I am sorry to be stuck on the theme of gardens. It must be a disappointment for those concrete and bitumen lovers out there.
I was on the internet prowl yesterday for information about a botanical garden which is situated next to the Chiang Mai zoo. We have driven past it a few times on the way to Doi Suthep and it looks lovely. As is often the case with the internet you are given more than you asked for. My search came back with details on the Tweechol Botanical gardens, about 10 km out of Chiang Mai on Route 118 the main road to Chiang Rai, and it looked worth a visit.
This is another of those “local” attractions as it’s a bit out of town and not on the tourist top ten list of things to do in Chiang Mai. In fact Trip Advisor rates it 2 out of 5 of things to do in the Doi Saket area, a “Balloon Adventure” being number 1. As Doi Saket (don’t get this mixed up with Doi Suthep) is the location of a good looking Buddhist temple on a hill with friendly monks overlooking the East of Chiang Mai, and doesn’t even get a mention, you do realise how many things visitors miss out on when relying on other people’s travel agendas and ratings. Mind you many people would prefer a balloon adventure to seeing a temple anyway and I have no problems with that.
Getting to the 118 is pretty easy for us via the 121, the outer ring road, which allows us to miss the worst of the city traffic. The trip to Tweechol only took us about 20 minutes. I need to apologise here to Gina and Andy, some good friends who visited over the Christmas period. I encouraged them to join us in the drive out to Doi Inthanon, a three hour outing each way to the South, only to find that the magnificent flower display I had seen in September wasn’t happening, which was disappointing.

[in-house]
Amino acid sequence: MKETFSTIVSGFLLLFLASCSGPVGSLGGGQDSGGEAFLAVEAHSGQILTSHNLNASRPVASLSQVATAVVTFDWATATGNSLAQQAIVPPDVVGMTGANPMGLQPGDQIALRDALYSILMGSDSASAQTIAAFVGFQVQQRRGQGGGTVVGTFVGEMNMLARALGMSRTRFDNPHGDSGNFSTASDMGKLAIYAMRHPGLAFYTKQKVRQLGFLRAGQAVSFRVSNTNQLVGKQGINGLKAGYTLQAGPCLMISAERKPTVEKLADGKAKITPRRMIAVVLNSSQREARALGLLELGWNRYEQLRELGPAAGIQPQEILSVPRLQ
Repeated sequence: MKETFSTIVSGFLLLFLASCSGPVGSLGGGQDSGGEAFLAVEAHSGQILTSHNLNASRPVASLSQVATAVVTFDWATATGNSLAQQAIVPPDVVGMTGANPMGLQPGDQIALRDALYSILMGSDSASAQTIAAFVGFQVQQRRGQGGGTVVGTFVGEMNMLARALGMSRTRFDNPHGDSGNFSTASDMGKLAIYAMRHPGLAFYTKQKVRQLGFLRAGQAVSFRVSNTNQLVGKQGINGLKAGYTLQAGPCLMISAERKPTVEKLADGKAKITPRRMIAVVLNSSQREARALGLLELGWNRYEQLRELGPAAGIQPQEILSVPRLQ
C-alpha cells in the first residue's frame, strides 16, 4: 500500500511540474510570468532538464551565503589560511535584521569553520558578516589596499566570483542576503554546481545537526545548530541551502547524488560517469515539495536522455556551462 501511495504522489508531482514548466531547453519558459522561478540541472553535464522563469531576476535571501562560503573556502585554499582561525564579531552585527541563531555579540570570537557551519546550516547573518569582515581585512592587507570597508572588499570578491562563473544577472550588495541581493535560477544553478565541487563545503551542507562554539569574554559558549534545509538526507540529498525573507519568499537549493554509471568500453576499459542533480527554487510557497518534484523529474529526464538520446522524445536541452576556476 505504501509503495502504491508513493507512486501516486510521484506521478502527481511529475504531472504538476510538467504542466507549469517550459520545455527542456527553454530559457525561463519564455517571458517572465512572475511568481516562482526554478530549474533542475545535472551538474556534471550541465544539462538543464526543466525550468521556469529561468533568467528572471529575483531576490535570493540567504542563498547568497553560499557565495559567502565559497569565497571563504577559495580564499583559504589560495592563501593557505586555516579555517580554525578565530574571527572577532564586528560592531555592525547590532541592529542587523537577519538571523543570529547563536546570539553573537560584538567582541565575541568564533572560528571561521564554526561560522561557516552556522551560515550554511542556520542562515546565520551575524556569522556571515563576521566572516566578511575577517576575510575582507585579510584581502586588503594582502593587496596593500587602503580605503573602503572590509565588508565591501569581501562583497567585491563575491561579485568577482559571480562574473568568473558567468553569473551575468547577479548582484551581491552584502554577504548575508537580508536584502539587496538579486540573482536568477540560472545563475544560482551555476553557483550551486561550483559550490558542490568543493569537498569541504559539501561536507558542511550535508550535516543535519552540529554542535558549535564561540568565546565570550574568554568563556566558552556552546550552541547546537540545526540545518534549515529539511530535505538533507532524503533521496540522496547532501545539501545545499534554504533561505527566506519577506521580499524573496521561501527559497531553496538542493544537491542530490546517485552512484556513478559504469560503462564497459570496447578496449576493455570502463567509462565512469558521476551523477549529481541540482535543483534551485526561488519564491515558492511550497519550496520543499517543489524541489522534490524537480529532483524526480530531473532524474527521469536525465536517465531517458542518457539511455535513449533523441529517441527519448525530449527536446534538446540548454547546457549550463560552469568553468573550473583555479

We had a good day out but maybe the Tweechol gardens would have been a better option with less car-time. I still have my tourist guide L plates on! My brother and his partner are visiting in February. I will try to improve Richard and Sam.
You are used to me digressing from the main topic in my blog posts so I won’t disappoint you here. Almost the highlight of our Doi Inthanon trip this time was stopping at some local markets on the way down the mountain. As is often the case with Thai markets the presentation can be of a high standard, helped by the freshness and colours of the produce being offered.